NOVATIANUS, Roman presbyter, and one of the earliest antipopes, founder of the sect of the Novatiani or Novatians, was born about the beginning of the 3rd century. On the authority of Philostorgius (H.E. viii. 15) he has been called a native of Phrygia, but perhaps the historian merely intended to indicate the persistence of Novatianism in Phrygia at the time when he wrote. Little is known of his life, and that only from his opponents. His conversion is said to have taken place after an intense mental struggle; he was baptized by sprinkling, and without episcopal confirmation, when in hourly expectation of death; and on his recovery his Christianity retained all the gloomy character of its earliest stages. He was ordained at Rome by Fabian, or perhaps by an earlier bishop; and during the Decian persecution he maintained the view which excluded from ecclesiastical communion all those (lapsi) who after baptism had sacrificed to idols - a view which had frequently found expression, and had caused the schism of Hippolytus. Bishop Fabian suffered martyrdom in January 250, and, when Cornelius was elected his successor in March or April 251, Novatian objected on account of his known laxity on the above-mentioned point of discipline, and allowed himself to be consecrated bishop by the minority who shared his views. He and his followers were excommunicated by the synod held at Rome in October of the same year. He is said by Socrates (H. E. iv. 28) to have suffered martyrdom under Valerian. After his death the Novatians spread rapidly over the empire; they called themselves Ka6apoi, or Puritans, and rebaptized their converts from the Catholic view. The eighth canon of the council of Nice provides in a liberal spirit for the readmission of the clergy of the Ka() apoi to the Catholic Church, and the sect finally disappeared some two centuries after its origin. Novatian has sometimes been confounded with his contemporary Novatus, a Carthaginian presbyter, who held similar views.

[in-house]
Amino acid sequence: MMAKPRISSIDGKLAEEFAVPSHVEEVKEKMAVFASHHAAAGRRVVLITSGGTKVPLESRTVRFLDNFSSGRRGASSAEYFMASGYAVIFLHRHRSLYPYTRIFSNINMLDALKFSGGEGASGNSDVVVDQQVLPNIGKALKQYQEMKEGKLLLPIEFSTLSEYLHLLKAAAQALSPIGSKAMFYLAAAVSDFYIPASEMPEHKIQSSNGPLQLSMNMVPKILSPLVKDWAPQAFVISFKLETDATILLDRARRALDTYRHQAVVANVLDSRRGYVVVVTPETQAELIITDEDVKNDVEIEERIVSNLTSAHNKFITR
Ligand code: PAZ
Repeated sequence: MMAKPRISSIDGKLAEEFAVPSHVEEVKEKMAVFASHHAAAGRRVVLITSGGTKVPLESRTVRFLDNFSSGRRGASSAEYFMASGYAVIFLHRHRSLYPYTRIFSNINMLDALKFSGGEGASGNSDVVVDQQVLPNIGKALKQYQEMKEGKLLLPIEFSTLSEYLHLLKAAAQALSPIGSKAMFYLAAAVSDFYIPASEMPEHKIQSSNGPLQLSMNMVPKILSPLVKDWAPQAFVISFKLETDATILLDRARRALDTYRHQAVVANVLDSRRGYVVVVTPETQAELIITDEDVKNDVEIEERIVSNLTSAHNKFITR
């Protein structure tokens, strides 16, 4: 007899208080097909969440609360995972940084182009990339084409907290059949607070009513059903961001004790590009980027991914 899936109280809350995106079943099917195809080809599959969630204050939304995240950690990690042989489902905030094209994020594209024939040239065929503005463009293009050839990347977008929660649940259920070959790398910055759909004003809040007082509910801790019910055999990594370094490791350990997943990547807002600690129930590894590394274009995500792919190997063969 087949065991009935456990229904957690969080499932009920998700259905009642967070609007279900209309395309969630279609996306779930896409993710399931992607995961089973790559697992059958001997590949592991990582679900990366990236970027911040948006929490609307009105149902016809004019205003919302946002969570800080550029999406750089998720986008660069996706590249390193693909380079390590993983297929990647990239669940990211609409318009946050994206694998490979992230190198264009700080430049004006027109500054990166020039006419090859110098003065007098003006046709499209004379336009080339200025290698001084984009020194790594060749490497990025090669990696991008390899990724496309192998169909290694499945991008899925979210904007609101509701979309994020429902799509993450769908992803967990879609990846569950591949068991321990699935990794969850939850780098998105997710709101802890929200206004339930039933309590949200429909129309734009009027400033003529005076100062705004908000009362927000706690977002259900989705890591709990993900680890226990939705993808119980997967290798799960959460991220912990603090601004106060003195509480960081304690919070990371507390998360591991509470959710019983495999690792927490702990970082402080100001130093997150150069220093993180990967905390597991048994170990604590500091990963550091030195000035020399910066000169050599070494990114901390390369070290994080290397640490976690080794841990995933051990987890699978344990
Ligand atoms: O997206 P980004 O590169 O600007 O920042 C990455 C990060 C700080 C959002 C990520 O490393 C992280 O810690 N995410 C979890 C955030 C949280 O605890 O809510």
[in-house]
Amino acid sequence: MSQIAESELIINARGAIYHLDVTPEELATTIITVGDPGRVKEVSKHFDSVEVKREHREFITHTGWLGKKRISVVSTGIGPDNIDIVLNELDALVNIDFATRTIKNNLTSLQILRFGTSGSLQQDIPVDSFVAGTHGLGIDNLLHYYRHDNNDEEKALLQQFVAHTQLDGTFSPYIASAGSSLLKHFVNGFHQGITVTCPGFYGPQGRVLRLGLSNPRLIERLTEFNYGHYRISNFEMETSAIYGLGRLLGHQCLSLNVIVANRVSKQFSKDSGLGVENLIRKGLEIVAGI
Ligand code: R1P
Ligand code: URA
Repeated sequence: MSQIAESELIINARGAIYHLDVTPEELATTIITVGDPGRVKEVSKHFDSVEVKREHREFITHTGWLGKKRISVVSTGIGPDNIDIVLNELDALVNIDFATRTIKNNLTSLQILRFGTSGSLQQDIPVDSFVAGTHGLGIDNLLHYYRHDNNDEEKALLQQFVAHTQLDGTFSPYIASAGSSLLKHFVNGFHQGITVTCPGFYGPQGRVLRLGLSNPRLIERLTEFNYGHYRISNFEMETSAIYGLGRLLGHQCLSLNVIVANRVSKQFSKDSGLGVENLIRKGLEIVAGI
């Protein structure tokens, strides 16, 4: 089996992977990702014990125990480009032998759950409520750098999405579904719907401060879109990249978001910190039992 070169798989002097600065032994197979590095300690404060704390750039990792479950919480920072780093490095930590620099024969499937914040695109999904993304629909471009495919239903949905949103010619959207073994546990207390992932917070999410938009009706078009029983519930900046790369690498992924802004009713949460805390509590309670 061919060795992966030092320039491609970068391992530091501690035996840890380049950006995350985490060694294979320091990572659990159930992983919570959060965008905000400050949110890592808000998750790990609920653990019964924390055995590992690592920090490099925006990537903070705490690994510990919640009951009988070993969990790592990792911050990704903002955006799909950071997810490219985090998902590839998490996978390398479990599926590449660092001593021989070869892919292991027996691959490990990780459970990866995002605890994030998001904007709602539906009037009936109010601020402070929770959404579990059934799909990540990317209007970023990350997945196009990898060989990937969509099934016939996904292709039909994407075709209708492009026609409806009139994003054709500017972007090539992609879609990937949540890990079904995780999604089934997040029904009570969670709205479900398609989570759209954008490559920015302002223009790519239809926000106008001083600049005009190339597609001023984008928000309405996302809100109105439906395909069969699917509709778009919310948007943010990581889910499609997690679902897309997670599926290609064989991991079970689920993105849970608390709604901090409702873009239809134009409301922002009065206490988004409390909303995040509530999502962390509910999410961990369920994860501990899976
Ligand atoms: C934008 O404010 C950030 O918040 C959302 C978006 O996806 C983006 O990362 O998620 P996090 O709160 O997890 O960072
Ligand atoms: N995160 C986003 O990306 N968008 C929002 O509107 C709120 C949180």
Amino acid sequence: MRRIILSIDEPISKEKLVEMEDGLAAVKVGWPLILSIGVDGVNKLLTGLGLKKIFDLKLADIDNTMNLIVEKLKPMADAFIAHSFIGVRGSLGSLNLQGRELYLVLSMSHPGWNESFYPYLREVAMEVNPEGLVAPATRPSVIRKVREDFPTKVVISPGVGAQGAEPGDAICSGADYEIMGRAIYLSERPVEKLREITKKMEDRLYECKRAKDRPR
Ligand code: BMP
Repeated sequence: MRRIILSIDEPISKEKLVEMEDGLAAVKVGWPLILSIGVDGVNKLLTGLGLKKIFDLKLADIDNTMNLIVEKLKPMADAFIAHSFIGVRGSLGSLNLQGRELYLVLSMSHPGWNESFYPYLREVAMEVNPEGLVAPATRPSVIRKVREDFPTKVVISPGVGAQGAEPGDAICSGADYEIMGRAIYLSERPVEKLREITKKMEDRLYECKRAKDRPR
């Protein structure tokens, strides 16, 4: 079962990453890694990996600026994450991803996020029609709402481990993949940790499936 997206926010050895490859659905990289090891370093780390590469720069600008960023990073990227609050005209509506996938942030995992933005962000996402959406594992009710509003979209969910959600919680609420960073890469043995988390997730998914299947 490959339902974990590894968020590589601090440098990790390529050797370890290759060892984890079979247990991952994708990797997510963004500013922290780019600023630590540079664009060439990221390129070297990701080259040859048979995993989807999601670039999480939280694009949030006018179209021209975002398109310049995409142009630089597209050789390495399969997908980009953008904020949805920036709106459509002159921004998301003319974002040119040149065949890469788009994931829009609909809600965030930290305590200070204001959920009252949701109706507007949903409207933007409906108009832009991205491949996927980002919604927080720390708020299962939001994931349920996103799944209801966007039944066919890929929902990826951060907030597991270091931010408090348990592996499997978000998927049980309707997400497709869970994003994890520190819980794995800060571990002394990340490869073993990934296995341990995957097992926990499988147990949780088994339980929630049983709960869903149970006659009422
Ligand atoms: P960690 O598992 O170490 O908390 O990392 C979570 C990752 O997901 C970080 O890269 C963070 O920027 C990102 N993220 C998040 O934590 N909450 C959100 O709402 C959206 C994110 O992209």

Novatian was the first Roman Christian who wrote to any considerable extent in Latin. Of his numerous writings three are extant: (I) a letter written in the name of the Roman clergy to Cyprian in 250; (2) a treatise in thirty-one chapters, De trinitate; (3) a letter written at the request of the Roman laity, De cibis j udaicis. They are well-arranged compositions, written in an elegant and vigorous style. The best editions are by Welchman (Oxford, 1724) and by Jackson (London, 1728); they are translated in vol. ii. of Cyprian's works in the Ante-Nicene Theol. Libr. (Edinburgh, 1869). The Novatian controversy can be advantageously studied in the Epistles of Cyprian.
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